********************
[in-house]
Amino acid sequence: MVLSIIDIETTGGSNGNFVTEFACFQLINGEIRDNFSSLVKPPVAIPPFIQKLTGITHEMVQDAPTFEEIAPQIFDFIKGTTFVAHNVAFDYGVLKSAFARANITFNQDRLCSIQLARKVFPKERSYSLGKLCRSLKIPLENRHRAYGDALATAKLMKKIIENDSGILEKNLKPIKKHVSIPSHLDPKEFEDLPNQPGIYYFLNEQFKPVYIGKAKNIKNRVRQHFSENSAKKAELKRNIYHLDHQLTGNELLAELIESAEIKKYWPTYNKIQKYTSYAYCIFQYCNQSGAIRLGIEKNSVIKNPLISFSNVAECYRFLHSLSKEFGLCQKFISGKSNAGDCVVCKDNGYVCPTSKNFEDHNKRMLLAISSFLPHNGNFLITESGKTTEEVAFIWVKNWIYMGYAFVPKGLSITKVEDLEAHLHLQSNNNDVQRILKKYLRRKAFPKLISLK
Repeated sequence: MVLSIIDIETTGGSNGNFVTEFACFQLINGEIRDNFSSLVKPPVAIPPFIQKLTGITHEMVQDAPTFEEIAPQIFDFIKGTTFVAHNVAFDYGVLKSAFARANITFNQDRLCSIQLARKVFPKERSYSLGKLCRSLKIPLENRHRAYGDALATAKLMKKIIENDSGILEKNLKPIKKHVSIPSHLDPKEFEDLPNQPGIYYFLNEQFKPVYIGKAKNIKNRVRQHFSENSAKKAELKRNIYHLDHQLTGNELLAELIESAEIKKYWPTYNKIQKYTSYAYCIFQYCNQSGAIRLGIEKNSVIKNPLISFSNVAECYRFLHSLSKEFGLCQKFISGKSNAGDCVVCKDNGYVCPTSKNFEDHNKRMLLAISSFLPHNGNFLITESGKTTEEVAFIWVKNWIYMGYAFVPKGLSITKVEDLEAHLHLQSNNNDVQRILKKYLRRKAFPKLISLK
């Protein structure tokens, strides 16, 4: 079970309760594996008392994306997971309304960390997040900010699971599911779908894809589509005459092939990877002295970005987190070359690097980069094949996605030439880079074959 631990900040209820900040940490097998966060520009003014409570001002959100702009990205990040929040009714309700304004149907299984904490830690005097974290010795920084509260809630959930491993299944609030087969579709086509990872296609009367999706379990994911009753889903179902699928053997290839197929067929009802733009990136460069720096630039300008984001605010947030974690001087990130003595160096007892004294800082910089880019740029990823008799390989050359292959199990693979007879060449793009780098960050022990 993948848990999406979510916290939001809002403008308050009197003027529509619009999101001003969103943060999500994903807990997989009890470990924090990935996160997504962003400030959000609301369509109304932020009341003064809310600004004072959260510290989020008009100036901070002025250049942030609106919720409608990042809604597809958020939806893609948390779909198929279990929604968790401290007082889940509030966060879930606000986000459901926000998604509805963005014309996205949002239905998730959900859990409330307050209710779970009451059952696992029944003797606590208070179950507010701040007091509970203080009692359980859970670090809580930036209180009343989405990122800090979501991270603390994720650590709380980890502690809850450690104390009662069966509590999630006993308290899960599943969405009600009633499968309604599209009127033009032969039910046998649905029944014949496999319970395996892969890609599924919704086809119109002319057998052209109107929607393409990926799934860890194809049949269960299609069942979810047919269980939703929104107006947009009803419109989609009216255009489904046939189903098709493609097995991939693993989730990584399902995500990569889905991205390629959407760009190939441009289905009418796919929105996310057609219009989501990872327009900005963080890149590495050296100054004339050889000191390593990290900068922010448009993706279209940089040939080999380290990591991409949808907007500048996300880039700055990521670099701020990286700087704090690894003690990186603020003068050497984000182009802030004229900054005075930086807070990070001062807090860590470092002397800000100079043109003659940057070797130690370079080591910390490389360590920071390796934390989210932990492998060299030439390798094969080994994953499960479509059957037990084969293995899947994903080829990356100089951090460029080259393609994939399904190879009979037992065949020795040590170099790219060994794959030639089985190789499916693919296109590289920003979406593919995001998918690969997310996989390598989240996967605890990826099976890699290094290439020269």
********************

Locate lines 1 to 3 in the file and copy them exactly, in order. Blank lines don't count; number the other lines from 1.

[in-house]
Amino acid sequence: MVLSIIDIETTGGSNGNFVTEFACFQLINGEIRDNFSSLVKPPVAIPPFIQKLTGITHEMVQDAPTFEEIAPQIFDFIKGTTFVAHNVAFDYGVLKSAFARANITFNQDRLCSIQLARKVFPKERSYSLGKLCRSLKIPLENRHRAYGDALATAKLMKKIIENDSGILEKNLKPIKKHVSIPSHLDPKEFEDLPNQPGIYYFLNEQFKPVYIGKAKNIKNRVRQHFSENSAKKAELKRNIYHLDHQLTGNELLAELIESAEIKKYWPTYNKIQKYTSYAYCIFQYCNQSGAIRLGIEKNSVIKNPLISFSNVAECYRFLHSLSKEFGLCQKFISGKSNAGDCVVCKDNGYVCPTSKNFEDHNKRMLLAISSFLPHNGNFLITESGKTTEEVAFIWVKNWIYMGYAFVPKGLSITKVEDLEAHLHLQSNNNDVQRILKKYLRRKAFPKLISLK
Repeated sequence: MVLSIIDIETTGGSNGNFVTEFACFQLINGEIRDNFSSLVKPPVAIPPFIQKLTGITHEMVQDAPTFEEIAPQIFDFIKGTTFVAHNVAFDYGVLKSAFARANITFNQDRLCSIQLARKVFPKERSYSLGKLCRSLKIPLENRHRAYGDALATAKLMKKIIENDSGILEKNLKPIKKHVSIPSHLDPKEFEDLPNQPGIYYFLNEQFKPVYIGKAKNIKNRVRQHFSENSAKKAELKRNIYHLDHQLTGNELLAELIESAEIKKYWPTYNKIQKYTSYAYCIFQYCNQSGAIRLGIEKNSVIKNPLISFSNVAECYRFLHSLSKEFGLCQKFISGKSNAGDCVVCKDNGYVCPTSKNFEDHNKRMLLAISSFLPHNGNFLITESGKTTEEVAFIWVKNWIYMGYAFVPKGLSITKVEDLEAHLHLQSNNNDVQRILKKYLRRKAFPKLISLK